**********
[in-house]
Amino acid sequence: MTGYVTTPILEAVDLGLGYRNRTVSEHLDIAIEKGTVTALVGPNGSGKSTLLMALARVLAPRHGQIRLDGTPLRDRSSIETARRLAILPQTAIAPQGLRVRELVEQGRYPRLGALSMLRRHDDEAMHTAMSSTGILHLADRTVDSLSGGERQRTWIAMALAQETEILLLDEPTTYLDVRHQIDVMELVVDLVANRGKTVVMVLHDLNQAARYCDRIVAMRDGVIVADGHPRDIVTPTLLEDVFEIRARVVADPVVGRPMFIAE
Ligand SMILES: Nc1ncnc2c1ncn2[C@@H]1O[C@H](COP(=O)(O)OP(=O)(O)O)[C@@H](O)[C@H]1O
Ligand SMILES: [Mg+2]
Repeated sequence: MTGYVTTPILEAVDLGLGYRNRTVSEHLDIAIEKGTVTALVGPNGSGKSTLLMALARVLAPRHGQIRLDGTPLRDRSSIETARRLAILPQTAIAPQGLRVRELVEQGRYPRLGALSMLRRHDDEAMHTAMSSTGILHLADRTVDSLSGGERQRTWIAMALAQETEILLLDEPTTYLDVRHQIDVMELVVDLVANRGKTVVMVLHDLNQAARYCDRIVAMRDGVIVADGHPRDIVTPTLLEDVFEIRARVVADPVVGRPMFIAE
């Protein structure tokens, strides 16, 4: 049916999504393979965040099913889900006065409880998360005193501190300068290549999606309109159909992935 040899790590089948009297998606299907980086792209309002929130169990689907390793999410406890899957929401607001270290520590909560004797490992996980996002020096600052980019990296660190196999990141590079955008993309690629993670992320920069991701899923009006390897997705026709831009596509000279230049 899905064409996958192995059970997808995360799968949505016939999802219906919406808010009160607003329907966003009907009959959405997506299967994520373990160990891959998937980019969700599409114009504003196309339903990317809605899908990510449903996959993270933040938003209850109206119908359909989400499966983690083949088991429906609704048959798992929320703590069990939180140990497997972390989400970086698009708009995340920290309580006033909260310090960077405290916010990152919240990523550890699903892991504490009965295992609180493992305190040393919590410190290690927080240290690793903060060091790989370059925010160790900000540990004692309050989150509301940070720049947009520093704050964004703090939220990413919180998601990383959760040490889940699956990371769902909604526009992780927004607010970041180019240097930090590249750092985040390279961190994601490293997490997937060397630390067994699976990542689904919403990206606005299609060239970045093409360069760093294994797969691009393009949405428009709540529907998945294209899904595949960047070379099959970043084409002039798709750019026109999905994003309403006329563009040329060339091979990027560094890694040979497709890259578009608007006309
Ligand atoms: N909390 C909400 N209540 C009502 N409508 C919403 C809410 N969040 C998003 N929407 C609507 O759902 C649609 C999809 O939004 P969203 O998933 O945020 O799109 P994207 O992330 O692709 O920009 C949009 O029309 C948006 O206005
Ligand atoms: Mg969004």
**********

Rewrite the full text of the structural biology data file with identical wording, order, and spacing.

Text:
[in-house]
Amino acid sequence: MTGYVTTPILEAVDLGLGYRNRTVSEHLDIAIEKGTVTALVGPNGSGKSTLLMALARVLAPRHGQIRLDGTPLRDRSSIETARRLAILPQTAIAPQGLRVRELVEQGRYPRLGALSMLRRHDDEAMHTAMSSTGILHLADRTVDSLSGGERQRTWIAMALAQETEILLLDEPTTYLDVRHQIDVMELVVDLVANRGKTVVMVLHDLNQAARYCDRIVAMRDGVIVADGHPRDIVTPTLLEDVFEIRARVVADPVVGRPMFIAE
Ligand SMILES: Nc1ncnc2c1ncn2[C@@H]1O[C@H](COP(=O)(O)OP(=O)(O)O)[C@@H](O)[C@H]1O
Ligand SMILES: [Mg+2]
Repeated sequence: MTGYVTTPILEAVDLGLGYRNRTVSEHLDIAIEKGTVTALVGPNGSGKSTLLMALARVLAPRHGQIRLDGTPLRDRSSIETARRLAILPQTAIAPQGLRVRELVEQGRYPRLGALSMLRRHDDEAMHTAMSSTGILHLADRTVDSLSGGERQRTWIAMALAQETEILLLDEPTTYLDVRHQIDVMELVVDLVANRGKTVVMVLHDLNQAARYCDRIVAMRDGVIVADGHPRDIVTPTLLEDVFEIRARVVADPVVGRPMFIAE
């Protein structure tokens, strides 16, 4: 049916999504393979965040099913889900006065409880998360005193501190300068290549999606309109159909992935 040899790590089948009297998606299907980086792209309002929130169990689907390793999410406890899957929401607001270290520590909560004797490992996980996002020096600052980019990296660190196999990141590079955008993309690629993670992320920069991701899923009006390897997705026709831009596509000279230049 899905064409996958192995059970997808995360799968949505016939999802219906919406808010009160607003329907966003009907009959959405997506299967994520373990160990891959998937980019969700599409114009504003196309339903990317809605899908990510449903996959993270933040938003209850109206119908359909989400499966983690083949088991429906609704048959798992929320703590069990939180140990497997972390989400970086698009708009995340920290309580006033909260310090960077405290916010990152919240990523550890699903892991504490009965295992609180493992305190040393919590410190290690927080240290690793903060060091790989370059925010160790900000540990004692309050989150509301940070720049947009520093704050964004703090939220990413919180998601990383959760040490889940699956990371769902909604526009992780927004607010970041180019240097930090590249750092985040390279961190994601490293997490997937060397630390067994699976990542689904919403990206606005299609060239970045093409360069760093294994797969691009393009949405428009709540529907998945294209899904595949960047070379099959970043084409002039798709750019026109999905994003309403006329563009040329060339091979990027560094890694040979497709890259578009608007006309
Ligand atoms: N909390 C909400 N209540 C009502 N409508 C919403 C809410 N969040 C998003 N929407 C609507 O759902 C649609 C999809 O939004 P969203 O998933 O945020 O799109 P994207 O992330 O692709 O920009 C949009 O029309 C948006 O206005
Ligand atoms: Mg969004």